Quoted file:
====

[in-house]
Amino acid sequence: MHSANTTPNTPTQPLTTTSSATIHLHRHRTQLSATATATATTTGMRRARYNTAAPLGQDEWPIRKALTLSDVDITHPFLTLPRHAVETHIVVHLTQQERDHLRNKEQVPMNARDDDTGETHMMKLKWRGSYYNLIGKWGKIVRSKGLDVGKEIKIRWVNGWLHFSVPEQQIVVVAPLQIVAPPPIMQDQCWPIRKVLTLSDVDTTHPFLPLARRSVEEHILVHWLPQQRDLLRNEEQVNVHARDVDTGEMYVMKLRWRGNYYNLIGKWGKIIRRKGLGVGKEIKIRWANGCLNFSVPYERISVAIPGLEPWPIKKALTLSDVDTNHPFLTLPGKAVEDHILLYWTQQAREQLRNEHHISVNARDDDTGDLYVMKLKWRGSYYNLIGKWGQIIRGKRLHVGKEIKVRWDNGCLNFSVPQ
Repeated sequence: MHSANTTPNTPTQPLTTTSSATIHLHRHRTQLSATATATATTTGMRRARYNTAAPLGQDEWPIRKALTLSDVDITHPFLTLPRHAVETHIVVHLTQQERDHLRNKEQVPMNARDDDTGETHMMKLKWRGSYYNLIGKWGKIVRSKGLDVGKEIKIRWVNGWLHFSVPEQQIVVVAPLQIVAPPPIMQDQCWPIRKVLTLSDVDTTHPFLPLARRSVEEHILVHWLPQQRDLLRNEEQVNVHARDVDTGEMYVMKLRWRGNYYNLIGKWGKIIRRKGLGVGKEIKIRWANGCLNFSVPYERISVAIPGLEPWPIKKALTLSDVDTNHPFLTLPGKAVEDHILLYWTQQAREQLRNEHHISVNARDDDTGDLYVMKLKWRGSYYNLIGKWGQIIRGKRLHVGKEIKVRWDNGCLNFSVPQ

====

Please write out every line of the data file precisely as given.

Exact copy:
[in-house]
Amino acid sequence: MHSANTTPNTPTQPLTTTSSATIHLHRHRTQLSATATATATTTGMRRARYNTAAPLGQDEWPIRKALTLSDVDITHPFLTLPRHAVETHIVVHLTQQERDHLRNKEQVPMNARDDDTGETHMMKLKWRGSYYNLIGKWGKIVRSKGLDVGKEIKIRWVNGWLHFSVPEQQIVVVAPLQIVAPPPIMQDQCWPIRKVLTLSDVDTTHPFLPLARRSVEEHILVHWLPQQRDLLRNEEQVNVHARDVDTGEMYVMKLRWRGNYYNLIGKWGKIIRRKGLGVGKEIKIRWANGCLNFSVPYERISVAIPGLEPWPIKKALTLSDVDTNHPFLTLPGKAVEDHILLYWTQQAREQLRNEHHISVNARDDDTGDLYVMKLKWRGSYYNLIGKWGQIIRGKRLHVGKEIKVRWDNGCLNFSVPQ
Repeated sequence: MHSANTTPNTPTQPLTTTSSATIHLHRHRTQLSATATATATTTGMRRARYNTAAPLGQDEWPIRKALTLSDVDITHPFLTLPRHAVETHIVVHLTQQERDHLRNKEQVPMNARDDDTGETHMMKLKWRGSYYNLIGKWGKIVRSKGLDVGKEIKIRWVNGWLHFSVPEQQIVVVAPLQIVAPPPIMQDQCWPIRKVLTLSDVDTTHPFLPLARRSVEEHILVHWLPQQRDLLRNEEQVNVHARDVDTGEMYVMKLRWRGNYYNLIGKWGKIIRRKGLGVGKEIKIRWANGCLNFSVPYERISVAIPGLEPWPIKKALTLSDVDTNHPFLTLPGKAVEDHILLYWTQQAREQLRNEHHISVNARDDDTGDLYVMKLKWRGSYYNLIGKWGQIIRGKRLHVGKEIKVRWDNGCLNFSVPQ